12.06.18

Schiff Sends Letter to DHHS Expressing Concern Over Waived Background Checks at Teen Migrant Camp

FBI Fingerprint Background Checks Have Not Been Required for Employees Caring for Nearly 2,000 Migrant Children in Texas

Washington DC – Today, Rep. Adam Schiff (D-CA) sent a letter to the Department of Health and Human Services (DHHS) Secretary Alex Azar expressing deep concern that the Office of Refugee Resettlement has not required FBI fingerprint background checks for all individuals caring for migrant children at the influx care facility in Tornillo, Texas. This facility is already providing care to 1,800 children, and may grow further in coming months.

“The failure to require FBI background checks for employees at these facilities who work in direct contact to children is indefensible,” Schiff wrote in the letter. “FBI fingerprint background checks are the gold standard of background checks, uncovering criminal histories which name-based checks can miss. The children receiving care at Tornillo and other ORR facilities are highly vulnerable, alone in a country they do not know, and speak little to no English in most cases. It is simply common sense and common decency to ensure that those entrusted with their care do not have disqualifying criminal histories.”

Rep. Schiff requested responses from Secretary Azar to the following questions by December 18. 2018.

  • Does the Department dispute the findings of the OIG regarding the failure to perform FBI fingerprint background checks at Tornillo?
  • Who was responsible for that decision, and what was the basis for declining to require background checks?
  • Recent news reports indicate that DHHS is working to retroactively perform FBI fingerprint background checks on all employees. How long will this process take and are you taking any steps in the interim to ensure the safety of children?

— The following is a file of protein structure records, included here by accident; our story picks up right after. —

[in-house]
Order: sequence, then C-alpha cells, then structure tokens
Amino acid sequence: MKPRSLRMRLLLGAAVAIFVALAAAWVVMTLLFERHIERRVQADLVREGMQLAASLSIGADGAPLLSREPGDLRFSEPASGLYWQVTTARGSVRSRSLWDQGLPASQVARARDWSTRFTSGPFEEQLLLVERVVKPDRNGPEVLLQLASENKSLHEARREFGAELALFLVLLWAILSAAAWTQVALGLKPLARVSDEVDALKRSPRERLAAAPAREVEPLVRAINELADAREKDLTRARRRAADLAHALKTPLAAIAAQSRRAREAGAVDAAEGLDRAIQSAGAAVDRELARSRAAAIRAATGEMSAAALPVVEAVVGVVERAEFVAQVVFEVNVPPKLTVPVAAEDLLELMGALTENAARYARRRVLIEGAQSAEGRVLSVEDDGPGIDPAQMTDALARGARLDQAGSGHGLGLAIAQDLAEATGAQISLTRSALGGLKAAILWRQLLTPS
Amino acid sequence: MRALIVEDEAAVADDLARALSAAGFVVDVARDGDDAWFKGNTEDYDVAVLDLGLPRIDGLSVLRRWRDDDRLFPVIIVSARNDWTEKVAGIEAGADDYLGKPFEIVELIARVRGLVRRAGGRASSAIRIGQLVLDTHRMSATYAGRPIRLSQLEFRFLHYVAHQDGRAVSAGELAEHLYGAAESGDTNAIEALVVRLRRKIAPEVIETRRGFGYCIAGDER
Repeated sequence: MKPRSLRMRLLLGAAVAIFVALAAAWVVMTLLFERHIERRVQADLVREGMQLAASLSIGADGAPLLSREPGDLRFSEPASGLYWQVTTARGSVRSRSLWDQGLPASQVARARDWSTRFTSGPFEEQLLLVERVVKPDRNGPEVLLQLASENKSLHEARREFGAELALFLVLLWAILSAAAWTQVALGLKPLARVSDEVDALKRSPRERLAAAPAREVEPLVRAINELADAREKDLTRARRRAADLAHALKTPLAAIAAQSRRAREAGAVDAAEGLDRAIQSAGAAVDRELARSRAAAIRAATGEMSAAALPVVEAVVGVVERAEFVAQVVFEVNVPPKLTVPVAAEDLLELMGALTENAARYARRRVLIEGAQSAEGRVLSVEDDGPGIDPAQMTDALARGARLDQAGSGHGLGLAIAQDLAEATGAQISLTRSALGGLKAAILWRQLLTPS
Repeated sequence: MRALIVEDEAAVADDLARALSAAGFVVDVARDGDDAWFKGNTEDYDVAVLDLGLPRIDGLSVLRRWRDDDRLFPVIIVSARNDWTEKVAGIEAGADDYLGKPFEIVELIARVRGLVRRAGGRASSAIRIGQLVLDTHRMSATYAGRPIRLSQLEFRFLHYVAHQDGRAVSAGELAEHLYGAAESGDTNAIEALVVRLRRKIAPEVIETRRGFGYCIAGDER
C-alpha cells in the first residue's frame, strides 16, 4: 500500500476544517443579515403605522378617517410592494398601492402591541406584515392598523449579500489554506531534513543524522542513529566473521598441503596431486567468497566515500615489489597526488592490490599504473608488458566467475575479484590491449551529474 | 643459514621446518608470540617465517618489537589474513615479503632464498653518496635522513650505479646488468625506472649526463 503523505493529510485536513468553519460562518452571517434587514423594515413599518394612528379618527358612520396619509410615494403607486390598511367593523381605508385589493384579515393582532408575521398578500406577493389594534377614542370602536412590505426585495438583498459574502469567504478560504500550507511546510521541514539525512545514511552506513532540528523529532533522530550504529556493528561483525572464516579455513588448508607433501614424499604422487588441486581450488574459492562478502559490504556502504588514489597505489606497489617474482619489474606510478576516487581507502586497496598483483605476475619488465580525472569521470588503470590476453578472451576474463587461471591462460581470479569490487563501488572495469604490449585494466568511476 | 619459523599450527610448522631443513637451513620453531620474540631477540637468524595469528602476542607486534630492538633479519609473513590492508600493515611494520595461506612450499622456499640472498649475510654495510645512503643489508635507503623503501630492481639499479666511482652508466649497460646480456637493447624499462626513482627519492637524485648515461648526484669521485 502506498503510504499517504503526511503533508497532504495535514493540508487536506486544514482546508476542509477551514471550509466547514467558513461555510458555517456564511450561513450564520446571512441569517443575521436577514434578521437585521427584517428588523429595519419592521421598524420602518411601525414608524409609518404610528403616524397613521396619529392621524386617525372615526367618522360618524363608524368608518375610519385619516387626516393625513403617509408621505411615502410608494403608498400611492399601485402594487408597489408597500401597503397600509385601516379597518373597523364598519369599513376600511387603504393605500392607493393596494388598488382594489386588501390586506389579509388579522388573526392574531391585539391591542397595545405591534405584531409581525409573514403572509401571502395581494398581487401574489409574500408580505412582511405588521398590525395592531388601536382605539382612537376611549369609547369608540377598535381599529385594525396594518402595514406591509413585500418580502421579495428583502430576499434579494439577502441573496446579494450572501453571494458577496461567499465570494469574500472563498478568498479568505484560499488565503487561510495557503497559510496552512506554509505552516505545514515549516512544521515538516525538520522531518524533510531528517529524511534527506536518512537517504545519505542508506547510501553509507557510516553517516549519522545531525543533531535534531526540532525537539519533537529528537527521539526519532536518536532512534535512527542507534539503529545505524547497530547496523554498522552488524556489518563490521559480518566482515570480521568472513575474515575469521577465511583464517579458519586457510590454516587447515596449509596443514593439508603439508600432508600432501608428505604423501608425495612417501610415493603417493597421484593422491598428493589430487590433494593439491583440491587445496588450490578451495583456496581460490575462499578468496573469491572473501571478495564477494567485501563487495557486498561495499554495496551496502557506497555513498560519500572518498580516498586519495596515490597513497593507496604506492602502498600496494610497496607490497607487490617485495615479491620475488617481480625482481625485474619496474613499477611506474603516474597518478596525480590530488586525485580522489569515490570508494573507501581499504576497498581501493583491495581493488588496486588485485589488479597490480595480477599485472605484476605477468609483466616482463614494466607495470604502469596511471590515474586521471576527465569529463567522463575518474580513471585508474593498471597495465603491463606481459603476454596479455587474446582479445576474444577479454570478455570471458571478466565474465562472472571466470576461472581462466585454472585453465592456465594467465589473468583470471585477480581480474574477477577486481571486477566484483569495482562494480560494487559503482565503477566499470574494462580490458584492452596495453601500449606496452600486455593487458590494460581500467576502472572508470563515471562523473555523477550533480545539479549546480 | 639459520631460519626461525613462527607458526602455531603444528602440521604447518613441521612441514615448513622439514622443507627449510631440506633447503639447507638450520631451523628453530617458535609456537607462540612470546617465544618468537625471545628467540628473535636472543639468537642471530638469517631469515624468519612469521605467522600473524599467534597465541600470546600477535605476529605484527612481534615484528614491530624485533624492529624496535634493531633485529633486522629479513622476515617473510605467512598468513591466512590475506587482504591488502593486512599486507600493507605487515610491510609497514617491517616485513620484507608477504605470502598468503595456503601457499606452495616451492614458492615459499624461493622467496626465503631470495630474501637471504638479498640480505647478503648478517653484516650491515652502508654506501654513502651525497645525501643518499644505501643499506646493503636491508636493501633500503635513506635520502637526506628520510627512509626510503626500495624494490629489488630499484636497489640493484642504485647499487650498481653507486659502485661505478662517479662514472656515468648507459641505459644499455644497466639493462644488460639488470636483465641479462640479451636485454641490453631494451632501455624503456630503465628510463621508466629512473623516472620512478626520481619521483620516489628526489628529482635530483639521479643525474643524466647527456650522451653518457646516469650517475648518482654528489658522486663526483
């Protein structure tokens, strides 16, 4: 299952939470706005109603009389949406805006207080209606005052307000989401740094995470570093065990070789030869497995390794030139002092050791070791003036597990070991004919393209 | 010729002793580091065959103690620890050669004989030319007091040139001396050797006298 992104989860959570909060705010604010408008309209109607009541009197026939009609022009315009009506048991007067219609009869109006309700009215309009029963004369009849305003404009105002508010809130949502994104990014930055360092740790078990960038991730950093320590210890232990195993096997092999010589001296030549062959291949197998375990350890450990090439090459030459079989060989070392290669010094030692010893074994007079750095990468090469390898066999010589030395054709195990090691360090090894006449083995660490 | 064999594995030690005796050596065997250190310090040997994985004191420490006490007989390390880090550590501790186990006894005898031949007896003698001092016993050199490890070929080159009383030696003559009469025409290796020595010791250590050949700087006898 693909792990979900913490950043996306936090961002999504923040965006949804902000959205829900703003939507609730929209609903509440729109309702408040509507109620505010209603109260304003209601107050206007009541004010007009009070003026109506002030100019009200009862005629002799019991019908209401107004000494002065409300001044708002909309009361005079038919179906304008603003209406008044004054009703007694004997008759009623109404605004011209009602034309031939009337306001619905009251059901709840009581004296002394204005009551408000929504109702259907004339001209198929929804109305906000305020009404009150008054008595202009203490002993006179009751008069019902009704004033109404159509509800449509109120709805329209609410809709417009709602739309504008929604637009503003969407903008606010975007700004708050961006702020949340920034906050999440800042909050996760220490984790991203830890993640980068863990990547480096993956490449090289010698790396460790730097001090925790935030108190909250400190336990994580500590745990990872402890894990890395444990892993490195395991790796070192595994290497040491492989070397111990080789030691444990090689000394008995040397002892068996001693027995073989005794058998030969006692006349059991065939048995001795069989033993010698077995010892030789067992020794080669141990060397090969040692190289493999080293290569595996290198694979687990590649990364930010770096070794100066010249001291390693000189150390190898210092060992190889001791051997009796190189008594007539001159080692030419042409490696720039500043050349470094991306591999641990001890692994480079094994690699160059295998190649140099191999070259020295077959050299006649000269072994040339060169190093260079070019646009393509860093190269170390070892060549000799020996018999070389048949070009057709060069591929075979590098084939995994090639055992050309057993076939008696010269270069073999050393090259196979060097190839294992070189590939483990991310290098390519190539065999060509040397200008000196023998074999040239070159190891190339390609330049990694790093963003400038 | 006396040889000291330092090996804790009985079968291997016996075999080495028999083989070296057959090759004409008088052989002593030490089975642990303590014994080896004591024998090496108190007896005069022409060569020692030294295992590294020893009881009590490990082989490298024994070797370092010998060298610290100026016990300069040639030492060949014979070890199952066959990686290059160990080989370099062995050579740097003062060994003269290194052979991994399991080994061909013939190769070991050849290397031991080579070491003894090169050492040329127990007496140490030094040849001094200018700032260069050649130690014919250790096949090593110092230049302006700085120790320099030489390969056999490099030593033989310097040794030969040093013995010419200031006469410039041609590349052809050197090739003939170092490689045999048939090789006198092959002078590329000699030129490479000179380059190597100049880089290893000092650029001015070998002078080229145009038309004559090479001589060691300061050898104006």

In March 2018, the President signed into law legislation that Rep. Schiff authored that would make FBI fingerprint background checks more affordable and accessible for child-serving organizations.

Full text of the letter below:

December 6, 2018

Secretary Alex M. Azar II

U.S. Department of Health and Human Services

200 Independence Avenue, S.W.

Washington, D.C. 20201

Dear Secretary Azar:

I am deeply concerned about a memorandum dated November 27, 2018 by the Department of Health and Human Services Office of Inspector General, which found that the Office of Refugee Resettlement has not required FBI fingerprint background checks for all individuals caring for migrant children at the influx care facility in Tornillo, Texas. The Tornillo, Texas facility is already providing care to 1,800 children, and may grow further in coming months.

The failure to require FBI background checks for employees at these facilities who work in direct contact to children is indefensible. FBI fingerprint background checks are the gold standard of background checks, uncovering criminal histories which name-based checks can miss. The children receiving care at Tornillo and other ORR facilities are highly vulnerable, alone in a country they do not know, and speak little to no English in most cases. It is simply common sense and common decency to ensure that those entrusted with their care do not have disqualifying criminal histories.

The Administration knows well the utility and importance of FBI background checks for individuals with direct access to vulnerable children. In March of this year, President Trump signed into law the Child Protection Improvements Act, bipartisan legislation to increase access to and affordability of FBI fingerprint background checks for child-serving organizations. Unaccompanied children must be afforded the same protections from exploitation we would want for our own children.

I request responses to the following questions no later than Tuesday, December 18, 2018:

  • Does the Department dispute the findings of the OIG regarding the failure to perform FBI fingerprint background checks at Tornillo?
  • Who was responsible for that decision, and what was the basis for declining to require background checks?
  • Recent news reports indicate that DHHS is working to retroactively perform FBI fingerprint background checks on all employees. How long will this process take and are you taking any steps in the interim to ensure the safety of children?

Thank you for your attention to this matter.

Sincerely,

Adam B. Schiff

Member of Congress

 

cc: Secretary Kristjen Nielsen

U.S. Department of Homeland Security

301 7th Street SW, Mail Stop 0501

Washington, DC 20528-0150